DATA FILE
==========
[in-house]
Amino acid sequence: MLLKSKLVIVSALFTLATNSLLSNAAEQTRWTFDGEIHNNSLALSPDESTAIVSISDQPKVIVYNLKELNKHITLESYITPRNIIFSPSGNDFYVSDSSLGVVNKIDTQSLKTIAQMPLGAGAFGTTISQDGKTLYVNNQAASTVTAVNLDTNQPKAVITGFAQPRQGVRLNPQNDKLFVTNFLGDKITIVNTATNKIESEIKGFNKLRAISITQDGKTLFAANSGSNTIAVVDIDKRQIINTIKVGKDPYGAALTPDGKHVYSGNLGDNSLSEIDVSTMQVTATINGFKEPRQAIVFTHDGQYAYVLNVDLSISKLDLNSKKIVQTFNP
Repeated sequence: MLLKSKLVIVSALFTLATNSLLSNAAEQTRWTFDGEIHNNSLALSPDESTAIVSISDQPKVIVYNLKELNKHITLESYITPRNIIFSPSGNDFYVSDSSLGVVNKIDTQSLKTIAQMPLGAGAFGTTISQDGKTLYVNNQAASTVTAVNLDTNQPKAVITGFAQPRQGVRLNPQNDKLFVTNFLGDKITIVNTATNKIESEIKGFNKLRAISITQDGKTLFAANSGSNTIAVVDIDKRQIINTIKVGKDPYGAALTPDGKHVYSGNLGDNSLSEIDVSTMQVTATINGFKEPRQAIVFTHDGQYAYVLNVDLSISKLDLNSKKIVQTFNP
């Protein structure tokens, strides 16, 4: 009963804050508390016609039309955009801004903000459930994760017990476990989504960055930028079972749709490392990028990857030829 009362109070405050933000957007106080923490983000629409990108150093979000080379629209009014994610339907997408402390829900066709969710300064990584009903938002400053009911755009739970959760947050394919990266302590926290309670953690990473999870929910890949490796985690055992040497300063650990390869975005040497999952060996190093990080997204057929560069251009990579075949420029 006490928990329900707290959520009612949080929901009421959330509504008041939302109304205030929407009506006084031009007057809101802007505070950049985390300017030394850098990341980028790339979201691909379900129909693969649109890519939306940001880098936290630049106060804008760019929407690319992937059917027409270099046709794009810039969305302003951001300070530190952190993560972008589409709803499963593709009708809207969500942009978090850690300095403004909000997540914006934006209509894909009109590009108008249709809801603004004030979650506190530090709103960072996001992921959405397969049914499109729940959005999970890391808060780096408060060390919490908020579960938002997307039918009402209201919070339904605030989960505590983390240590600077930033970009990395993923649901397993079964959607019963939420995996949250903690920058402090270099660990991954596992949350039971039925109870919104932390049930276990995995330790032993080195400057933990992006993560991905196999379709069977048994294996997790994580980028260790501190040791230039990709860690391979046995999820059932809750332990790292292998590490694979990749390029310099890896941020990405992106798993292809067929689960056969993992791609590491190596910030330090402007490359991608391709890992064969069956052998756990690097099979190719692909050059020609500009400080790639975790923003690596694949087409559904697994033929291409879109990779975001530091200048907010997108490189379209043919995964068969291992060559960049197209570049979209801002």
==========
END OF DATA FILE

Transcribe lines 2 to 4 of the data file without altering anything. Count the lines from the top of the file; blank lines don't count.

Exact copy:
Amino acid sequence: MLLKSKLVIVSALFTLATNSLLSNAAEQTRWTFDGEIHNNSLALSPDESTAIVSISDQPKVIVYNLKELNKHITLESYITPRNIIFSPSGNDFYVSDSSLGVVNKIDTQSLKTIAQMPLGAGAFGTTISQDGKTLYVNNQAASTVTAVNLDTNQPKAVITGFAQPRQGVRLNPQNDKLFVTNFLGDKITIVNTATNKIESEIKGFNKLRAISITQDGKTLFAANSGSNTIAVVDIDKRQIINTIKVGKDPYGAALTPDGKHVYSGNLGDNSLSEIDVSTMQVTATINGFKEPRQAIVFTHDGQYAYVLNVDLSISKLDLNSKKIVQTFNP
Repeated sequence: MLLKSKLVIVSALFTLATNSLLSNAAEQTRWTFDGEIHNNSLALSPDESTAIVSISDQPKVIVYNLKELNKHITLESYITPRNIIFSPSGNDFYVSDSSLGVVNKIDTQSLKTIAQMPLGAGAFGTTISQDGKTLYVNNQAASTVTAVNLDTNQPKAVITGFAQPRQGVRLNPQNDKLFVTNFLGDKITIVNTATNKIESEIKGFNKLRAISITQDGKTLFAANSGSNTIAVVDIDKRQIINTIKVGKDPYGAALTPDGKHVYSGNLGDNSLSEIDVSTMQVTATINGFKEPRQAIVFTHDGQYAYVLNVDLSISKLDLNSKKIVQTFNP
């Protein structure tokens, strides 16, 4: 009963804050508390016609039309955009801004903000459930994760017990476990989504960055930028079972749709490392990028990857030829 009362109070405050933000957007106080923490983000629409990108150093979000080379629209009014994610339907997408402390829900066709969710300064990584009903938002400053009911755009739970959760947050394919990266302590926290309670953690990473999870929910890949490796985690055992040497300063650990390869975005040497999952060996190093990080997204057929560069251009990579075949420029 006490928990329900707290959520009612949080929901009421959330509504008041939302109304205030929407009506006084031009007057809101802007505070950049985390300017030394850098990341980028790339979201691909379900129909693969649109890519939306940001880098936290630049106060804008760019929407690319992937059917027409270099046709794009810039969305302003951001300070530190952190993560972008589409709803499963593709009708809207969500942009978090850690300095403004909000997540914006934006209509894909009109590009108008249709809801603004004030979650506190530090709103960072996001992921959405397969049914499109729940959005999970890391808060780096408060060390919490908020579960938002997307039918009402209201919070339904605030989960505590983390240590600077930033970009990395993923649901397993079964959607019963939420995996949250903690920058402090270099660990991954596992949350039971039925109870919104932390049930276990995995330790032993080195400057933990992006993560991905196999379709069977048994294996997790994580980028260790501190040791230039990709860690391979046995999820059932809750332990790292292998590490694979990749390029310099890896941020990405992106798993292809067929689960056969993992791609590491190596910030330090402007490359991608391709890992064969069956052998756990690097099979190719692909050059020609500009400080790639975790923003690596694949087409559904697994033929291409879109990779975001530091200048907010997108490189379209043919995964068969291992060559960049197209570049979209801002």